Irina Raluca CIOBANU Gaskell's penchant for the supernatural and the macabre animated, much to her friends' delight, the long evenings they spent by the fire. "The supernatural always had a strong attraction for Mrs. Gaskell, and her imagination could not fail to concern itself with those human delusions which are closely connected with the terrors largely fed by an instinctive tendency to which her mind was no stranger", A.W. Ward noted at the beginning of the 20th century (in Martin, 1989: 29). What we could infer from Ward's statement is that her own attitude towards superstition was ambivalent, but it underpins even more her fascination with the relationship between superstition, Mental Health and control or delusive states. Therefore, the Gothic as a literary mode, highly appreciated by the Victorian audience, proved to be the answer to her fascination. Still, with Gaskell, we witness a reinterpretation of the Gothic paradigm starting from the Unitarian conviction that "evil is no mystery at all", that "it had no supernatural or abstract existence" but laid in the "irrational social structures and ignorant attitudes" (Styler, 2010: 34) that could be explained, understood and cured. We have avoided the use of the term genre mainly because we subscribe to Haggerty's assessment of the Gothic as a "mode of presentation that makes anything possible" (Haggerty, 1989: 14), supported by Fleenor's own definition of the (Female) Gothic as "essentially formless, except as a quest" (1983: 15). Gaskell herself was involved in such a quest through her own experiments, through the progress of her narrative technique and the continuous reinterpretation of what the Gothic might mean. This is traceable from one tale to another, from one short-story to another, to reach one of its most accomplished versions in Lois the Witch (1859), with its analysis of the liberating but also devastating effects of repressed sexual desire and the religious fanaticism deriving from mere superstition or the hysteria associated to it, which reveals a much more subversive author, a perceptive observer of mass psychology and popular behaviour. More than any other horror tale, Lois' story shows Gaskell's awareness of the existence of extreme religious attitudes not only in the New World but also in Old England, a theme that she had already touched in 1850 in The Heart of John Middleton by mentioning the persecuted Lancashire witches, or in the opening paragraph of An Accursed Race (1855)3. Her novella is an excellent exercise of understanding the mechanisms of popular delusion, and a successful one if we analyze it against Gustave Le Bon's theoretical essay on the psychology of the crowds. Published serially in Dickens' All the Year Round in 1859, the novella mirrors the socio-religious background of her time. Thus, not only did it accompany worrying descriptions of Protestant religious revivals4, women revivalists' behaviour being put under scrutiny by frequent conservative reports on the figure of the hysterical woman, but it also reflected the 19th century preoccupation with popular behaviour and the psychology of the crowds. Therefore, it engaged, indirectly, in the debate generated by the anxiety provoked by this new nineteenth-century figure, the woman who speaks with a powerful voice, a voice that was seen, by all means, instable and hysterical. This picture of the female voice as hysterical was rounded up 3 See: B0082XMDS4. 4 See: 140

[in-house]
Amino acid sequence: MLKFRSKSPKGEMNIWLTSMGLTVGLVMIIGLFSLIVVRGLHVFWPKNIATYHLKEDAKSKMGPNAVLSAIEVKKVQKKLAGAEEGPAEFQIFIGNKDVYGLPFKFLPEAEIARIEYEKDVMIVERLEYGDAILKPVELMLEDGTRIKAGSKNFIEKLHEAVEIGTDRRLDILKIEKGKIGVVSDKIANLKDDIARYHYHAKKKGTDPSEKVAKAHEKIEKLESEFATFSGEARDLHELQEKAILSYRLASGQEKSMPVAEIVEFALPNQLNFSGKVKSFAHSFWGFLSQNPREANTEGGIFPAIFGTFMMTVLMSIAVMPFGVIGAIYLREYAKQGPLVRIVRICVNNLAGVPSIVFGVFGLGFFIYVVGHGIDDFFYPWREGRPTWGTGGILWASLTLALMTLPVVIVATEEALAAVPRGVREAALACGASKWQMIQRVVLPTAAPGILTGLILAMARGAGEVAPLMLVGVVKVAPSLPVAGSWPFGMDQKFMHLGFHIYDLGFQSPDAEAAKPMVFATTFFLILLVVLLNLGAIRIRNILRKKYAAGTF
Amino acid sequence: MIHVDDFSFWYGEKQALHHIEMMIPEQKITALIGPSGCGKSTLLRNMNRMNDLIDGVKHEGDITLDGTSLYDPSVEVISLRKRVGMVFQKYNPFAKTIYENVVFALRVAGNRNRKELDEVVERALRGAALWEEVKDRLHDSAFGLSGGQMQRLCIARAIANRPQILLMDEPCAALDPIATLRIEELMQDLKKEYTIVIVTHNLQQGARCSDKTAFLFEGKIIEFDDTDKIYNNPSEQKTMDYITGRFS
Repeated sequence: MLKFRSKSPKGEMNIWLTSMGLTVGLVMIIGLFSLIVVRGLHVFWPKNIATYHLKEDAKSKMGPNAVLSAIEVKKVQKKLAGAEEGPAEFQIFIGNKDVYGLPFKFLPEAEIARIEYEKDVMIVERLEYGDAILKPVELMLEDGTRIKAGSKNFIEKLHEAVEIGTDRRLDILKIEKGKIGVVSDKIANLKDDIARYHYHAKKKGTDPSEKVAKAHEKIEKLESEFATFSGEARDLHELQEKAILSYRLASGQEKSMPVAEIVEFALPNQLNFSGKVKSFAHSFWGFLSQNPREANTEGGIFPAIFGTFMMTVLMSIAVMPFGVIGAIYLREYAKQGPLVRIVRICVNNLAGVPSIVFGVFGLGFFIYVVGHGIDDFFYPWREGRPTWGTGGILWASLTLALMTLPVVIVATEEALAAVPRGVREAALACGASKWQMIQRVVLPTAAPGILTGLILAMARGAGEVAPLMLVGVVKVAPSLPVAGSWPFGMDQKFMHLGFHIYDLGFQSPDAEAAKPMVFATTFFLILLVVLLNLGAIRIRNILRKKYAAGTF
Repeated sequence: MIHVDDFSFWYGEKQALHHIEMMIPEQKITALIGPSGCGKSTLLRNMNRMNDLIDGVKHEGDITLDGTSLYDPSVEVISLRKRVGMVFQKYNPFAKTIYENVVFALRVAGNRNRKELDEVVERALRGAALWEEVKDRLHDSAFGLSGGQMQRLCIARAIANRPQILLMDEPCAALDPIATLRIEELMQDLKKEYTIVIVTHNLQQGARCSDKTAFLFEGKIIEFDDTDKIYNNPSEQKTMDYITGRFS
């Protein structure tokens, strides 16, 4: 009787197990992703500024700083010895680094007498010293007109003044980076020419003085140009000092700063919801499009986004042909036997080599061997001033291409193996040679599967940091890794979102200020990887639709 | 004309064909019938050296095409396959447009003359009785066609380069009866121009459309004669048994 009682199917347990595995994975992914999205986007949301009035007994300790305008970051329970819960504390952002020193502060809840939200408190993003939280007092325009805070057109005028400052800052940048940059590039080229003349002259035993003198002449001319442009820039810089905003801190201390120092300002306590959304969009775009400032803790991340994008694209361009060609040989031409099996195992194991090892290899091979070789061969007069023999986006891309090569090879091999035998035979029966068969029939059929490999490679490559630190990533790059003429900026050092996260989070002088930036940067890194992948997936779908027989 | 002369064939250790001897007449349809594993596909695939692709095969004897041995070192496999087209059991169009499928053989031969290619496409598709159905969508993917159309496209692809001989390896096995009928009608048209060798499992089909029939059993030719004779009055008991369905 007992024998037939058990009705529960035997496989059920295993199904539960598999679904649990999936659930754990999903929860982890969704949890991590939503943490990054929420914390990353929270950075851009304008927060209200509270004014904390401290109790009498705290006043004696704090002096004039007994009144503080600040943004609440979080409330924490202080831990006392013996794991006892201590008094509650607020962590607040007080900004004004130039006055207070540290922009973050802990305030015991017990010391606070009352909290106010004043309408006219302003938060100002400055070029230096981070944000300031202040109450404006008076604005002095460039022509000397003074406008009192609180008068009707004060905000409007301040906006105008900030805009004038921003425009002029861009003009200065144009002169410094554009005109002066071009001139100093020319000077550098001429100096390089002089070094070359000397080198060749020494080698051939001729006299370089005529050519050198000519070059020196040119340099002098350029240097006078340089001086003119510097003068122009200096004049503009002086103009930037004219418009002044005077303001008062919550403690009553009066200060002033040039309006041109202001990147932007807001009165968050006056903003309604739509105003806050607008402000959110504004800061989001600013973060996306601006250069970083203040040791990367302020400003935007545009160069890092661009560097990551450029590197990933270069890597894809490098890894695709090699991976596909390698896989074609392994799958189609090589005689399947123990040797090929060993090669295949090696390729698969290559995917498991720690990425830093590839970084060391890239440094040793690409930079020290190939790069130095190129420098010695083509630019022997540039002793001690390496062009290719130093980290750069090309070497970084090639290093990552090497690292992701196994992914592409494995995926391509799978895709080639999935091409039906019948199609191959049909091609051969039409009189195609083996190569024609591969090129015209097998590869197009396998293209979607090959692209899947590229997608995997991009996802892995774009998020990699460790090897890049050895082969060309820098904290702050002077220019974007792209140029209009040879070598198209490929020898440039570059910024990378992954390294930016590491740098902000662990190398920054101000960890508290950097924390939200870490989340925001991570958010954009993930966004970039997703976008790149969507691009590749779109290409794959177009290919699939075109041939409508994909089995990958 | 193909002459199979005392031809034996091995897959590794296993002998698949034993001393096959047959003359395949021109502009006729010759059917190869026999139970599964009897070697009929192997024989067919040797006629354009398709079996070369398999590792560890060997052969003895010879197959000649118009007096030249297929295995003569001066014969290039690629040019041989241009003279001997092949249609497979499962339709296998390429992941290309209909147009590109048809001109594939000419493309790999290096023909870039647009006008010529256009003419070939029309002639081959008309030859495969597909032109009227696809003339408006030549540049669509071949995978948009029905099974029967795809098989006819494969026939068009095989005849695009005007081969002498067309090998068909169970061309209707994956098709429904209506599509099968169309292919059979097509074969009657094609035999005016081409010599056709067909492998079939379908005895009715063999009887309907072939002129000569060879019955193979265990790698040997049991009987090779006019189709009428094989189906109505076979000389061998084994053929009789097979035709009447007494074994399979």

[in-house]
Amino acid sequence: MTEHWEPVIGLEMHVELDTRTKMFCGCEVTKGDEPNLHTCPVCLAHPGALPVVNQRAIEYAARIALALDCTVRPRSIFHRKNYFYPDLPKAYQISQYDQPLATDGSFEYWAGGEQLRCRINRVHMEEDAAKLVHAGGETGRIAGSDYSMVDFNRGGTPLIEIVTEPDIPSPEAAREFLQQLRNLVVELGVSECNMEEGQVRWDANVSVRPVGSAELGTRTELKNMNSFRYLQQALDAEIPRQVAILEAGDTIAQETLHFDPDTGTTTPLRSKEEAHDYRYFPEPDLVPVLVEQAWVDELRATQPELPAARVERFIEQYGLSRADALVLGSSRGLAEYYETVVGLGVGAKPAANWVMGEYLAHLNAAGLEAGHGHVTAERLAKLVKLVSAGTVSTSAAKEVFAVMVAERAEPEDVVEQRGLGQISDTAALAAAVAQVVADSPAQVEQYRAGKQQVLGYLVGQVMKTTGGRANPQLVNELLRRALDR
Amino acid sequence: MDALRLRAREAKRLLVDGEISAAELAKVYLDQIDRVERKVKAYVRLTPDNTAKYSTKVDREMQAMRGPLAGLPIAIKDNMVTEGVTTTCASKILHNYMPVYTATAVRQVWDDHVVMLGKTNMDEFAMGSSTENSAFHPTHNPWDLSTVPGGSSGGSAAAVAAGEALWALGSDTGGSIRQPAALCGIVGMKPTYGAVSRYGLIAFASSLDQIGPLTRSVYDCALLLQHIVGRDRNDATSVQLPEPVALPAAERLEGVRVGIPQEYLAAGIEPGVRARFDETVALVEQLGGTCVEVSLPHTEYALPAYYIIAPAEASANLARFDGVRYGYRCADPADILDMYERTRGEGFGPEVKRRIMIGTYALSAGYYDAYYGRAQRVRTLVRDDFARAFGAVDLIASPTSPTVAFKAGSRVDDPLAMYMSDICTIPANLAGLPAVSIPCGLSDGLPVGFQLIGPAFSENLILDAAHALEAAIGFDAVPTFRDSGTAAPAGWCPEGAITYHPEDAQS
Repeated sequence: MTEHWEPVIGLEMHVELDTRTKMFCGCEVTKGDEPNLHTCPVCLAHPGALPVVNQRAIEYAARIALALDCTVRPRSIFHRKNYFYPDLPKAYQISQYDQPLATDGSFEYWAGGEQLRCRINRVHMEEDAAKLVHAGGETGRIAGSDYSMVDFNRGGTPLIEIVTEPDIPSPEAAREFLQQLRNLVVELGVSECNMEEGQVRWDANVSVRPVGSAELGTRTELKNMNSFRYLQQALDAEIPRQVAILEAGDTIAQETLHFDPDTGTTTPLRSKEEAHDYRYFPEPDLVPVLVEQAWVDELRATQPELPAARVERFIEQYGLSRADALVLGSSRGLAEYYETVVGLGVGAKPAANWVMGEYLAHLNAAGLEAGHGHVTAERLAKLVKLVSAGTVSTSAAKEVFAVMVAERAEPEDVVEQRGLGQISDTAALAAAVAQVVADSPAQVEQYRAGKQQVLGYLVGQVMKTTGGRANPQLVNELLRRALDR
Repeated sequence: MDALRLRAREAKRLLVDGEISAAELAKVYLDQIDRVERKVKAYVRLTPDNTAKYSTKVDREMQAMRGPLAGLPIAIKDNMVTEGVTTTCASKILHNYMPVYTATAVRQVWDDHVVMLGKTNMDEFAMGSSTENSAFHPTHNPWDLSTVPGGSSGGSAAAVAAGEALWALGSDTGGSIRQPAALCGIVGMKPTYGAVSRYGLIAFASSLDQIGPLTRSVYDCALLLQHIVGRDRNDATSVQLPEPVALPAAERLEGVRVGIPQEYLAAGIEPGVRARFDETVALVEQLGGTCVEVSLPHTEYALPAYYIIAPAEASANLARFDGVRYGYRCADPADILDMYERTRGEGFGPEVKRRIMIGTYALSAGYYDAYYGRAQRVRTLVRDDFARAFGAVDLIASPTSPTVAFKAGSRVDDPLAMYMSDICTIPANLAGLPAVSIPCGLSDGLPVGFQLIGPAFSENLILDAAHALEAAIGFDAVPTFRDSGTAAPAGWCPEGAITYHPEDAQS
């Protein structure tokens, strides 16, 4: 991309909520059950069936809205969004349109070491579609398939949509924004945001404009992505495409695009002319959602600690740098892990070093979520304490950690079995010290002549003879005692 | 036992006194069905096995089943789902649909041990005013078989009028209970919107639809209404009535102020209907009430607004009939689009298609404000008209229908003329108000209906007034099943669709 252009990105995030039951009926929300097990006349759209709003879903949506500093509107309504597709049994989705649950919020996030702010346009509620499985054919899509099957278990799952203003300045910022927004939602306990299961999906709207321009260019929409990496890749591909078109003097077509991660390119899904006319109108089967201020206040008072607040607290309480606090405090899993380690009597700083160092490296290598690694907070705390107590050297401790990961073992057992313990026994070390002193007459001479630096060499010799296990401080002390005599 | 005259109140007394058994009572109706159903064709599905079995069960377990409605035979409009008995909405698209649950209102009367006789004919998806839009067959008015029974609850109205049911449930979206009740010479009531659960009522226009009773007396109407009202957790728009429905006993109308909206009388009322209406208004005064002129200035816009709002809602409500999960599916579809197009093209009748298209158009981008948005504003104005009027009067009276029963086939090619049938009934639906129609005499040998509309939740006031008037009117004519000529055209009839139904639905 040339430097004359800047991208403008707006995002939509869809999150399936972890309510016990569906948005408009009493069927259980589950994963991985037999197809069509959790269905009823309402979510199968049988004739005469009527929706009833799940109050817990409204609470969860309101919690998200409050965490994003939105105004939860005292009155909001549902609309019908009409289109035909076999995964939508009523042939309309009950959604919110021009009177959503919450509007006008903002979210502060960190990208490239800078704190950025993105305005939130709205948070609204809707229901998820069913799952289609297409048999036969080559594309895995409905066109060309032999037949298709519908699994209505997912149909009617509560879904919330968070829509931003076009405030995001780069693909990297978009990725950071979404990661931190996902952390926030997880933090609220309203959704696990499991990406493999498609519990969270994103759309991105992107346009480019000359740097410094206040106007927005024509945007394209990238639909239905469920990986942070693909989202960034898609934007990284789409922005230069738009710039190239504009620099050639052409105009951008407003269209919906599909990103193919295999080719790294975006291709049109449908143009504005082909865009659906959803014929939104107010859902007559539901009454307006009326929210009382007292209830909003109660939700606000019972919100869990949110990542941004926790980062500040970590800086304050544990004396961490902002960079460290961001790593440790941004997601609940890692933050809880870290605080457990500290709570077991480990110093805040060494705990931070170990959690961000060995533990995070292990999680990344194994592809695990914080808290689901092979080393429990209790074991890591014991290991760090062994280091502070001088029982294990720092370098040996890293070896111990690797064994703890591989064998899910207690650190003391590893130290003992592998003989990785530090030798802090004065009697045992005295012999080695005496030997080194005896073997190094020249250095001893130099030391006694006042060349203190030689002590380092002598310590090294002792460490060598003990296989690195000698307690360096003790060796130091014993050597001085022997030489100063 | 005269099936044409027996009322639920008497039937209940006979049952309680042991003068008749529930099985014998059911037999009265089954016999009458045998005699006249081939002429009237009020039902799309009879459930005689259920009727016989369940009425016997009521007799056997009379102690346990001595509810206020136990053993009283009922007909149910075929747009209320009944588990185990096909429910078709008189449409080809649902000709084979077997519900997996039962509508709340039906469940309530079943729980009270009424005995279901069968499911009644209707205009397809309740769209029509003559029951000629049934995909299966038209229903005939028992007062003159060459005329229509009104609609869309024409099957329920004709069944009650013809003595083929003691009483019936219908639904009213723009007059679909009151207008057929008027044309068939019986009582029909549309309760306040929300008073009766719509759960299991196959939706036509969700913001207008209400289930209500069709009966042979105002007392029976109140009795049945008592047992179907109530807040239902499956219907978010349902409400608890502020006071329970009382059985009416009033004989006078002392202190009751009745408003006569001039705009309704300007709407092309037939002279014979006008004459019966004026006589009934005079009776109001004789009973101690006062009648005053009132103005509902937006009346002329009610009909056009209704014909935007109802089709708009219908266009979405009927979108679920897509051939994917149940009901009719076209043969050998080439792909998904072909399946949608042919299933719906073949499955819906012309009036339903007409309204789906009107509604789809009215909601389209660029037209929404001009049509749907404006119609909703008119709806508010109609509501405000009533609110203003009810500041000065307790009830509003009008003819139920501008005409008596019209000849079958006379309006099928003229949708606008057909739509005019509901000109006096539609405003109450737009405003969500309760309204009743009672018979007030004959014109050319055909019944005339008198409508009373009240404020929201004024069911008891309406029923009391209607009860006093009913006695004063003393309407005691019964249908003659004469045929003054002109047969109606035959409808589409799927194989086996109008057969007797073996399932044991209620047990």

The Gothic as Mass Hysteria: the Threat of the Foreign Other in Gaskell's Lois the Witch by the commonly accepted medical belief that women's physical and emotional vulnerability explained their natural predisposition for hysteria. Gaskell's attack on this discriminating conviction is metaphorically expressed in the retelling of the episode of the Salem witch hunt, an opportunity for her to trace the stages of hysterical behaviour that spreads throughout a whole community, regardless of sex, and turns into mass hysteria, as well as of the behavioural mechanisms that facilitate such a conduct. Her novella responds then not only to the debates engendered by the "1859 Ulster Revival", but fits into and is informed by the broader scientific discussions on mental epidemics and human nature, behaviour and beliefs and reflects the oscillation between the fascination stirred by superstitions and oral traditions that she inserts in her ghost stories, and her rational and scientifically informed interpretation of their power over the Victorian mind. David Brewster, William Benjamin Carpenter, Thomas Laycock, Charles Mackay and Gaskell's own cousin Henry Holland, are only some of the names of those who had directed their attention towards mental health, mental epidemics, the border between the supernatural and the occult and its consequences on popular imagination. A direct public intervention into the scientific debates of the time would have been practically impossible for Gaskell, so she uses the fictional tribune and the remote episode of the Salem witch hunt to displace spatially and temporally her criticism on popular delusive behaviour. Thus, the narrative Gaskell develops in Lois the Witch mirrors, for example, Charles Mackay's observation according to which "We find whole communities fix their attention upon one object, and go mad in its pursuit: that millions of people become simultaneously impressed with one delusion, and run after it, till their attention is caught by some new folly more captivating than the first" (qtd in Henson, 2002: 252). Gaskell had long been fascinated by witch-hunts, and the New World, and her writing was well documented historically (see Uglow, 1993: 475-476) but the essence of her approach to witchcraft and witches is that they "are created by the hysterical imagination, and irrational projection of anxieties onto those deemed outsiders" (Styler, 2010: 40). This clash between the One and the Other is underpinned by her setting of the action into the New World, where evil is identified with the uncontrolled power of privileged structures and discourses over unprivileged categories (be they gender, class, religion or all of them). Besides, while Old England is identified with the warmth of the parental home and with stability the piece of land Lois reaches bears, from the very beginning, the marks of instability and strangeness: In the year 1691, Lois Barclay stood on a little wooden pier steadying herself on the stable land,[...] It seemed as strange now to be on Solid Earth as it had been, not long ago, to be rocked by the sea, [...]; and the aspect of the land was equally strange (Lois, 3)5. Each of the three parts of Gaskell's novella matches one stage in the description of the Salem community's delusional behaviour that will eventually lead to Lois's death. The first chapter describes Lois' first contact with New England by 5 The excerpts are taken from Elizabeth Gaskell, Lois the Witch, Hesperus Press Ltd, UK, 2003. 141